Frederick v. Service Experts Heating & Air Conditioning LLC et al

Filing 22

MEMORANDUM OPINION. Signed by Judge R David Proctor on 6/22/2015. (AVC)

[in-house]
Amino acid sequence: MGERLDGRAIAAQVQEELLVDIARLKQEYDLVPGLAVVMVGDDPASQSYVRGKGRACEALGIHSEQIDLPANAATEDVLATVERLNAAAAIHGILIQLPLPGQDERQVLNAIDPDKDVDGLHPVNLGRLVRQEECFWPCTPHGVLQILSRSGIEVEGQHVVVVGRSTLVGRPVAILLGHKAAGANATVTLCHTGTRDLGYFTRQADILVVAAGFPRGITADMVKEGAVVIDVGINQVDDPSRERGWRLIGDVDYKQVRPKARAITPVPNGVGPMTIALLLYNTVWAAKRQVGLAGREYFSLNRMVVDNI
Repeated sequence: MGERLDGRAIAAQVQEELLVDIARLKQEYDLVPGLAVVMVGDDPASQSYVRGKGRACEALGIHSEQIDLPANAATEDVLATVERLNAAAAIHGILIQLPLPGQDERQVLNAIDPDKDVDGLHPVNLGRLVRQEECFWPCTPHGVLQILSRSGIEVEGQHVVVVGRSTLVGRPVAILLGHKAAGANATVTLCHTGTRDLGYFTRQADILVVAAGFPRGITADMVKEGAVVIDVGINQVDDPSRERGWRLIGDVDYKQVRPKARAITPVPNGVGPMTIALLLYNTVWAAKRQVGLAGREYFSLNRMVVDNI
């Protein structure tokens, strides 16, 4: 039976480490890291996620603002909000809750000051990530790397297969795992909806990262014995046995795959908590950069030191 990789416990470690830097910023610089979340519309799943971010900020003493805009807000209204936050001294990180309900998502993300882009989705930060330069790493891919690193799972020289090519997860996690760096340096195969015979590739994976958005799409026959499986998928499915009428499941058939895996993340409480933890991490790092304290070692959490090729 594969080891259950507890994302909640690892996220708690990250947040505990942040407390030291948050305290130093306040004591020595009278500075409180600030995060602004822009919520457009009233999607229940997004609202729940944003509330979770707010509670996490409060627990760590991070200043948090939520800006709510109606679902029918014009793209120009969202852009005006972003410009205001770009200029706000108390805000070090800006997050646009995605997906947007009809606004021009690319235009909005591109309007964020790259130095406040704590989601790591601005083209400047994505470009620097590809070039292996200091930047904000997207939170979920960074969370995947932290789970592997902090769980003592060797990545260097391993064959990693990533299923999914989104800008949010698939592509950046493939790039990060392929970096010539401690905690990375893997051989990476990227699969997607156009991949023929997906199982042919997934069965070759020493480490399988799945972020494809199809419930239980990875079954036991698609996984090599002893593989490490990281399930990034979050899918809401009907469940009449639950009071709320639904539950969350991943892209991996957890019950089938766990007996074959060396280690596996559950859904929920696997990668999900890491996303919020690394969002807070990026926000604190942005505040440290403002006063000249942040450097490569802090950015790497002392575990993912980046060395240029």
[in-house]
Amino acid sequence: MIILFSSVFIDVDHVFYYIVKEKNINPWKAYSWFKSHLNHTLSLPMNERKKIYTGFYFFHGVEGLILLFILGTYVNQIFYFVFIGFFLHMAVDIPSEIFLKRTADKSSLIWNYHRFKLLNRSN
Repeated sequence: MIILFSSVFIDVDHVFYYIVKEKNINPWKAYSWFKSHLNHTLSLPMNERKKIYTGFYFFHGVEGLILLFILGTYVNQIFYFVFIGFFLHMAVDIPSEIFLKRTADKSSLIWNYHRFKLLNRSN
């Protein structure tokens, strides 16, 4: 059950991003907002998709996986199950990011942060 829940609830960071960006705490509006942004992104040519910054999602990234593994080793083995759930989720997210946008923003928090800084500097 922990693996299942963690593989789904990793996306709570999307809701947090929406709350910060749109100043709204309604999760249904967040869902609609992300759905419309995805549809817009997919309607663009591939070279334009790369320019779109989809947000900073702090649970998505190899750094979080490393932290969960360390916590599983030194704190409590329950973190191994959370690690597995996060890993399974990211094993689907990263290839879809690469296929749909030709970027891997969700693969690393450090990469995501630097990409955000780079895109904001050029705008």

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FILED 2015 Jun-22 PM 03:43 U.S. DISTRICT COURT N.D. OF ALABAMA UNITED STATES DISTRICT COURT FOR THE NORTHERN DISTRICT OF ALABAMA SOUTHERN DIVISION BRANDI FREDERICK, Plaintiff, v. SERVICE EXPERTS HEATING & AIR CONDITIONING LLC, et al., Defendants. } } } } } } } } } } Case No.: 2:14-CV-1647-RDP MEMORANDUM OPINION This matter is before the court on Plaintiff’s Motion to Remand. (Doc. # 4). The Motion has been fully briefed, and on June 11, 2015, the court heard argument on the Motion. (Docs. # 8, 9, 12-17). After careful consideration, and with the benefit of oral argument, the court concludes that the Motion (Doc. # 4) is due to be denied. I. Background This case has taken a circuitous path to reach its current posture and multiple parties have engaged in a number of procedural missteps, dodges, and feints along the way. The court reviews these maneuvers below. A. The Original Filing in State Court Plaintiff Brandi Frederick initiated this action in the Circuit Court of Jefferson County, Alabama on June 24, 2013. Plaintiff’s initial Complaint asserted claims against Defendants Service Experts Heating & Air Conditioning, LLC, Scott Freeman, and Becky Collins. (Case No. 2:14-cv-00700-RDP, Doc. # at 13-24). The original Complaint asserted state law breach of contract, fraud, suppression, promissory fraud, deceit, and willful deceit claims. (Doc. # 1-1). B. The First Amended Complaint Filed in State Court On March 20, 2014, Plaintiff filed an Amended Complaint in state court. (Case No. 2:14-cv-00700-RDP, Doc. # 1-1 at 35-68). In her amended pleadings, Plaintiff added certain claims which were not asserted in the original complaint, including a claim under 18 U.S.C. § 1962, the Racketeer Influenced Corrupt Organizations Act (“RICO”). (Id.). Plaintiff also added two new defendants – General Electric Capital Corporation d/b/a GE Capital f/k/a GE Money Bank (“GE”) and Equiguard, Inc. (Id.). GE was served with the Amended Complaint on March 31, 2014, before this action was removed. (Case No. 2:14-cv-00700-RDP, Doc. # 1 at 104). Equiguard was also served. C. The Initial Removal of this Action and the Prior Remand On April 16, 2014, Service Experts and Freeman filed a Notice of Removal. (Case No. 2:14-cv-00700-RDP, Doc. # 1). The only basis asserted in that petition was federal question jurisdiction based on Plaintiff’s RICO claims. The Notice was filed pursuant to 28 U.S.C. 1441(a), and was signed only by counsel for Service Experts and Freeman. (Case No. 2:14-cv00700-RDP, Doc. # 1). However, Service Experts and Freeman asserted in the Notice that “GE Capital d/b/a GE Money Bank also consents to the removal.” (Case No. 2:14-cv-00700-RDP, Doc. # 1 at ¶ 7). There was no indication that Equiguard consented. On May 14, 2014, Plaintiff moved to remand the action. Plaintiff argued that the removal violated the unanimity rule because all served defendants had not joined in the removal. (Case No. 2:14-cv-00700-RDP, Doc. # 12). On May 29, 2014, Service Experts shared with GE an affidavit identifying (1) the potential size of the putative class and (2) the potential recovery that the putative class could 2 seek. (Doc. # 8 at 7; Case No. 2:14-cv-00700-RDP, Doc. # 21-2). In that affidavit, Melissa Gulick, Director of Accounting Shared Services at Service Experts, testified that, “[s]ince June 2000, Service Experts has paid over $9 million to Equiguard to purchase extended warranties for over 19,000 customers.” (Case No. 2:14-cv-00700-RDP, Doc. # 21-2). Importantly, GE asserts that this affidavit is the first and only document served in this case that quantifies the potential amount-in-controversy and the size of Plaintiff’s putative class. (Doc. # 8 at 7). Obviously, it was served after the case had been initially removed and, therefore, was already pending in this court. On May 30, 2014, Defendants filed a Joint Opposition to the May 14, 2014 Motion to Remand which, among other things, argued that the notice of removal should be construed to invoke the Class Action Fairness Act of 2005 (“CAFA”). (Case No. 2:14-cv-00700-RDP, Doc. # 21). However, the court refused to consider Defendants’ CAFA argument because Defendants’ Notice of Removal did not assert CAFA as a basis for removal. (Case No. 2:14-cv-00700-RDP, Doc. # 23, n.2).1 As the court noted, a basis for federal jurisdiction asserted in Defendants’ response, but not in the Notice of Removal (and, also, not within the thirty day period in which a party could remove the case), may not be relied upon to amend the removal petition or provide another basis for removal. (Case No. 2:14-cv-00700-RDP, Doc. # 23, n.2). Therefore, the Joint 1 Plaintiff argues that Defendants are now estopped from arguing that their first removal was not based on CAFA. Plaintiff bases this argument on two lines from Defendants’ Joint Opposition to Plaintiff’s Motion to Remand in Frederick I. In their Joint Opposition, Defendants argued, “Plaintiff has not addressed both grounds for removal that were raised in the Notice of Removal … . This case is properly before this court because (1) the court has jurisdiction under [CAFA] … and (2) the Notice of Removal is not procedurally defective … .” These two lines do not serve to preclude Defendant GE’s assertion of CAFA as a basis for its re-removal of the case. Although the lines seem to indicate that CAFA was raised in the original Notice of Removal, it takes a logical leap to reach that conclusion. Really what the lines say is (1) that the removal asserted two grounds for removal (which it did not), and (2) there exist two bases for federal jurisdiction. The court simply reads this as an unsuccessful argument without preclusive effect, and Plaintiff has cited the court to no binding precedent requiring the court to apply such an effect under these circumstances. It is clear that CAFA was nowhere mentioned in the first removal petition. 3 Opposition (and accompanying affidavit of Gulick) did not operate to amend the removal petition. The action was later remanded to the Circuit Court of Jefferson County, Alabama on July 25, 2014 because Equiguard did not consent to the federal question removal petition.2 (Case No. 2:14-cv-00700-RDP, Doc. # 33). D. The Second Removal of this Action On August 25, 20143, the case was again removed. This time, the Notice of Removal asserted CAFA as the basis for removal. (Doc. # 1). Consent of other served defendants is not a requirement for removal under CAFA. II. Discussion On September 24, 2014, Plaintiff again moved to remand. (Doc. # 4). Plaintiff’s current Motion to Remand presents the following arguments in support of remand: (1) this is GE’s second notice of removal and it conflicts with the court’s ruling on the prior removal; (2) GE had previously waived its right to remove under CAFA; (3) this case is not re-removable because GE had a duty to investigate removability prior to the thirty day period before it was actually reremoved; (4) GE’s second removal is not based on any new facts, and (5) GE’s failure to appeal the prior remand bars the current removal pursuant to CAFA. (Doc. # 4). The court addresses these arguments below, sometimes in combination where the analysis overlaps or is similar. 1. Although this is the Second Removal of this Action, it is Not GE’s Second Removal and, in Any Event, it Does Not Conflict with the Court’s Remand Ruling on the Prior Removal 2 Initially, the court denied the motion to remand. (Case No. 2:14-cv-00700-RDP, Doc. # 23). However, upon reconsideration, the court found that although the case was otherwise removable, Equiguard had not consented to the removal. (Case No. 2-14-cv-00700-RDP, Doc. # 33). 3 Although August 25, 2014 is 31 days from July 25, 2014, the thirtieth day fell on a weekend. Therefore, the removal is not untimely simply because it was filed on August 25 rather than August 24. See Fed.R.Civ.P. 6(a). 4 First, contrary to Plaintiff’s arguments otherwise, this is not GE’s second notice of removal.4 Section 1446(b)(2)(B) provides that “[e]ach defendant shall have 30 days after receipt by or service on that defendant of the initial pleading or summons described in paragraph (1) to file the notice of removal.” The first removal of this case was filed by Defendants Service Experts and Scott Freeman, was signed only by counsel for Service Experts and Freeman, but Service Experts and Freeman asserted in the Notice that “GE Capital d/b/a GE Money Bank also consents to the removal.” (Case No. 2:14-cv-00700-RDP, Doc. # 1 at ¶ 7). The fact that GE consented to the removal and filed a joint opposition to Plaintiff’s Motion to Remand does not permit a finding that GE filed (jointly or otherwise) the initial removal petition.5 Second, nothing about this removal conflicts with the court’s previous orders. The court simply did not issue any substantive ruling addressing CAFA jurisdiction. “A remand order is conclusive only regarding the matters actually adjudged.” S.W.S. Erectors, Inc., 72 F.3d at 492. In its previous order which initially denied the motion to remand, the court stated in a footnote that it would not consider a basis for removal that was not asserted in the removal petition. 4 Of course, even if this were a successive removal (i.e., a re-removal) by GE, section 1446(b) contemplates successive removals. S.W.S. Erectors, Inc. v. Infax, Inc., 72 F.3d 489, 493 (5th Cir. 1996). “There is no rule prohibiting ‘re-removals,’ as long as the requirements of § 1446 are satisfied.” Tiffin Motorhomes, Inc. v. National Interstate, 2013 WL 5636690 * 3 n.23 (N.D. Ala. 2013) (citing Brown v. Jevic, 575 F.3d 322, 328 (3rd Cir.2009) (“The removal statute, 28 U.S.C. §§ 1441-[14]52, does not categorically prohibit the filing of a second removal petition following remand ... . If subsequent pleadings or conduct by the parties or various other circumstances brings a case that was not previously removable within the removal jurisdiction of the federal courts, a second notice of removal is permissible.”)). 5 Nor does language in the Joint Opposition (in which Defendants referenced GE joining in the removal) operate to transform Service Experts’ removal petition to one which was also filed by GE. Despite Plaintiffs’ inventive arguments otherwise, Service Experts filed the removal petition and indicated that GE consented to it. At no point did GE sign the petition, file the petition, or do anything other than consent to the petition. Perhaps it can be said that this court used inartful language in its prior remand order, which suggested that GE had joined in the petition. The same may be said of the Defendants when, in their Joint Opposition, they suggested that GE had joined in the removal. But, here’s the point: inartful language aside, it is fairly easy to determine who filed or joined in a removal petition. The court need only examine the petition itself. Here, there can be no dispute that GE only consented to the initial Petition, but did not file it (even jointly). 5 (Case No. 2:14-cv-00700-RDP, Doc. # 23 at 2, n.2). The court further noted that Defendants were not entitled to amend their notice of removal to add an entirely new and distinct jurisdictional basis after the thirty day period for filing a notice of removal had elapsed. (Id.). But, significantly, at that time, the court did not have before it any information about when Defendants, and in particular GE, received information sufficient to put them on notice regarding the potential amount-in-controversy and the size of Plaintiff’s putative class for CAFA purposes. The court takes GE’s representation regarding the timing of its receipt of Defendant Service Experts’ affidavit at face value (and, to be sure, there is no evidence to the contrary, and Plaintiff has not in any manner called GE’s representation into question). And while Plaintiff does not quibble with GE’s representation, she claims that GE -- upon first learning about the amount in controversy information -- nevertheless should have asked for leave to amend its consent and added CAFA as another basis for removal jurisdiction. In fact, subsequent research indicates there are at least some courts (albeit, not in this Circuit) that may have permitted a party like GE to request leave to amend a consent to the removal petition to assert a new ground for removal (such as CAFA) when the new jurisdictional basis only became known to that party after the case was removed, i.e., while the case was already pending in federal court. See Haber v. Massey, 904 F.Supp.2d 136, 141 (D. Mass. 2012); Wilson v. Int'l Bus. Machs. Corp., 2011 WL 4572019, *2 (S.D. Tex. 2011) (noting that “courts have been willing to permit amendments to a notice for removal when the new basis [for federal jurisdiction] did not exist until after the relevant thirty day period” but allowing remand because the defendant's second notice of removal was untimely); In re Pharm. Indus. Average Wholesale Price, 509 F.Supp.2d 85, 95 (D. Mass. 2007) (permitting a defendant to assert a supplemental notice of removal when “[t]he new 6 basis for removal arguably did not exist until after the initial thirty-day period” but ultimately finding the supplemental notice untimely); Hawaii v. Abbott Labs., Inc., 469 F.Supp.2d 835, 838 (D. Haw. 2006) (noting that “where a new ground for removal arises during the pendency of the litigation, some courts have allowed the notice of removal to be supplemented to set forth the newly-arisen ground even after the expiration of the thirty-day time period,” but denying leave to supplement the notice of removal because the defendant failed to comply with other procedural requirements of section 1446(b)); Davis v. Life Inv. Ins. Co. of Am., Inc., 214 F.Supp.2d 691, 694 (S.D. Miss. 2002) (where the district court allowed, ostensibly for the first time, a defendant to amend its notice of removal to include a new jurisdictional basis -- the filing of a bankruptcy petition -- because the “ground for removal/federal jurisdiction first arose while the case was pending in federal court after expiration of the thirty-day time limit for removal.”). Of course, there are at least two problems with Plaintiff’s position. First, section 1446 contains no language whatsoever to support such a request. So, such a request may be practical. It may make sense. But section 1446 provides no basis for such an amendment. Second, and relatedly, in order for such a request to have been granted, GE would have been obliged to convince this court to take a different view than the one it took in footnote 2 of Document 23. And it is that point that renders this entire discussion academic. The fact of the matter is that no defendant sought leave to amend the petition, and this court in all likelihood would not have permitted it. But most importantly, and in any event, this court has simply not ruled substantively on the issue of CAFA removal jurisdiction. All of this adds up to this tautological conclusion: there is no conflict between GE’s current removal petition and the court’s previous remand decision. 7 2. GE Did Not Waive its Right to Remove under CAFA and Had No Duty to Investigate Removability “‘A defendant who fails in an attempt to remove on the initial pleadings can file a second removal petition when subsequent pleadings or events reveal a new and different ground for removal ... . By adding the second paragraph of § 1446(b), Congress intended that a party be permitted successive removals.’” S.W.S. Erectors, Inc., 72 F.3d at 493 (quoting One Sylvan Road North Assocs. v. Lark Int'l, Ltd., 889 F.Supp. 60, 62, 63 (D.Conn. 1995)). Plaintiff does not contend that a defendant may not re-remove an action. Rather, Plaintiff argues that GE has waived its right to re-remove this action under CAFA. She is wrong. First, the initial removal was not based on CAFA and, plainly, the information in the Amended Complaint was insufficient to put Defendant on notice that CAFA’s amount in controversy requirement was met. Although the Amended Complaint does allege that the purported class could be in the thousands, (e.g., Doc. # 101 at 49), it gives (perhaps purposefully) no indication whatsoever regarding the measure of damages, or even whether the damages sought are anything other than nominal. Plaintiff’s position that GE was under a duty to perform its own analysis to estimate damages is an argument which was squarely rejected by courts such as Romulus v. CVS Pharm., Inc. 770 F.3d 67, 74-75 (1st Cir. 2014) (A defendant “has no duty ... to investigate or to supply facts outside of those provided by the plaintiff.”). Granted, a defendant still must apply a “reasonable amount of intelligence” to its reading of the pleading or other paper received from a plaintiff. But such a defendant need not consider other material. Cutrone v. Mortg. Elec. Reg. Sys., Inc., 749 F.3d 137, 143 (2d Cir. 2014). Thus, by way of example, a “defendant has no duty to perform significant investigation of its own data to ascertain removability. The test is not whether the information is ‘new,’ but when the plaintiffs' 8 papers “first” enable the defendant to make the requisite merits showing to the district court.” Romulus, 770 F.3d at 80 (citing 28 U.S.C. § 1446(b)(3)) (emphasis in original). Here, the undisputed evidence before the court on this issue -- i.e., what GE knew about the potential amount in controversy, and when it knew that information -- shows that GE only learned that the amount in controversy requirement for CAFA may be met in this case when it received Gulick’s Affidavit. And GE received that Affidavit after one of its co-Defendants, Service Experts, prepared the Gulick affidavit. That affidavit was not prepared (and not provided to GE) until after this case had been initially removed to this court. (Doc. # 8 at 7; Case No. 2:14-cv-00700-RDP, Doc. # 21-2). Therefore, a removal ground based upon CAFA was not waived by GE as it was neither known to it nor included by others as a ground supporting the first removal petition. And, it follows inexorably that the time period for removal based upon CAFA had not yet been triggered at the time this case was initially removed. To the extent that Plaintiff argues that Defendants waived their right to assert CAFA as a basis for removal by failing to move to amend the first removal petition, she is simply off the mark. Although Haber, Wilson, and the above line of cases indicate that it may be permissible to substantively amend a removal petition to assert new grounds for federal jurisdiction which arose or were discovered after removal, nothing in these cases suggests that a defendant is required to do so or that it waives that basis for removal jurisdiction if it does not so amend.6 Haber, 904 6 This latter argument asserted by Plaintiff exemplifies the frustration the court has experienced in dealing with certain of her arguments for remand. At oral argument, and in the context of discussing other issues related to her remand motion, Plaintiff contended that the law of the case doctrine applies to bar certain of GE’s arguments in favor of removal here. The court is not at all certain that the law of the case doctrine even applies here. But even if it does, Plaintiff has relied upon it in some respects, but ignored it in others. For example, as discussed above, in ruling on the initial remand motion, the court expressly precluded GE and the other defendants from amending the petition (or their consent to it) to add CAFA as a ground for removal. Now, Plaintiff (conveniently) argues that because Defendants did not amend the petition, they have waived their right to rely upon CAFA removal jurisdiction. If Plaintiff is right regarding the applicability of the law of the case doctrine here, that doctrine along 9 F.Supp.2d at 141; Wilson, 2011 WL 4572019 at *2; In re Pharm. Indus. Average Wholesale Price, 509 F.Supp.2d at 95; Abbott Labs, Inc., 469 F.Supp.2d at, 838; Davis, 214 F.Supp.2d 691, 694. 3. The Court’s Prior Remand Order Started the § 1446(b)(3) Removal Clock A second removal of an action is not per se improper. Indeed, section 1446(b) permits re-removal of an action under certain circumstances. See 28 U.S.C. § 1446(b). The Section 1446(b)(1) clock runs in every case from the date of service, regardless of the contents of the complaint. Id. “Section 1446(b)(3) then operates as an exception to allow a defendant to remove outside of this initial thirty-day window.” Romulus, 770 F.3d at 74. Section 1446(b)(3) applies when the defendant receives “a copy of an amended pleading, motion, order or other paper from which it may first be ascertained that the case is one which is or has become removable.” 28 U.S.C. § 1446(b)(3). Sections 1446(b)(1) and 1446(b)(3) are not vehicles for removal, but rather are time limits on removal.7 This case was not removable when GE learned of the possible amount in controversy from the Gulick Affidavit because it was already in federal court. 8 Thereafter, it was this court’s with the court’s previous ruling (that such an amendment could not be offered) would have prohibited any attempt to amend the grounds for removal. Plaintiff tries, but she cannot have it both ways. 7 Interestingly, if Defendants had been relying on “other paper” to restart the clock, rather than the remand order, the section § 1446(b)(3) clock would not yet have started to run. “[A] defendant cannot show that a previously non-removable case ‘has become removable’ as a result of a document created by the defendant.” Pretka v. Kolter City Plaza II, Inc., 608 F.3d 744, 761 (11th Cir. 2010) (citing 28 U.S.C. § 1446(b) (second paragraph)). Although Pretka was in fact a § 1446(b) first paragraph removal, the court’s discussion regarding second paragraph removals shored up the (b)(3) holding in Lowery regarding second paragraph removals by reiterating the traditional rule that “only a voluntary act by the plaintiff may convert a nonremovable case into a removable one.” Sallee v. Ford Motor Co., 2014 WL 1492874 *5 (M.D. Ala. 2014) (quoting Pretka, 608 F.3d at 761). Here, GE relies upon this court’s prior remand order as the event that started anew the remand period clock, not any “other paper.” 8 The court also notes that (1) again, the Amended Complaint did not itself provide sufficient information for any of the Defendants (particularly GE) to determine the amount in controversy in this case and, (2) in any event, the Gulick Affidavit would be considered “other paper” within the meaning of section 1446. 10 prior remand order which triggered the renewed thirty-day, (b)(3) removal window. 28 U.S.C. § 1446(b)(3). GE timely removed the case asserting that federal jurisdiction exists under CAFA, an issue which had not previously been timely raised by Service Experts nor addressed by the court in connection with the first removal. Plaintiff also contends that Defendants should have appealed the court’s previous remand order and that, by not doing so, they have waived the right to re-remove the case. This argument appears to be based the incorrect premise that this court had previously ruled on an argument that CAFA served as a basis for federal jurisdiction with respect to the initial removal. But the court plainly held in the prior remand order that any attempt to rely upon CAFA as a basis for federal removal jurisdiction, would not work because that ground was not included in Service Experts’ initial removal petition. Why would Defendants have appealed this court’s prior remand order when (1) CAFA had not been properly raised, much less addressed by the court, and (2) Defendants’ renewed section 1446(b)(3) window to re-remove was opened upon remand (due to the court’s remand order)?9 Finally, although Plaintiff has advanced a number of (unsuccessful) procedural arguments about the propriety of GE’s re-removal, Plaintiff has not argued that the substantive elements of CAFA are not satisfied here. CAFA generally “grants subject matter jurisdiction to federal district courts over class actions in which (1) any member of the plaintiff class is a citizen of a state different from the state of citizenship of any defendant, (2) the aggregate amount in 9 Plaintiff’s argument that GE or the other defendants should have appealed this court’s prior remand order begs still another question. Why would a defendant spend substantial time (perhaps a year or more) appealing a remand order when that order itself re-triggered the section 1446 time period for a successive removal which could be accomplished after the initial remand. Again, it is just this type of tortured logic which characterizes some of Plaintiff’s arguments here. 11 controversy exceeds $5 million, and (3) the proposed plaintiff class contains at least 100 members.” S. Fla. Wellness, Inc. v. Allstate Ins. Co., 745 F.3d 1312, 1315 (11th Cir. 2014) (citing 28 U.S.C. § 1332(d)(2), (5)-(6)). These elements have been met. This case was properly removed to this court. III. Conclusion For the reasons discussed above, Plaintiff’s Motion to Remand is due to be denied. A separate order will be entered. DONE and ORDERED this June 22, 2015. _________________________________ R. DAVID PROCTOR UNITED STATES DISTRICT JUDGE 12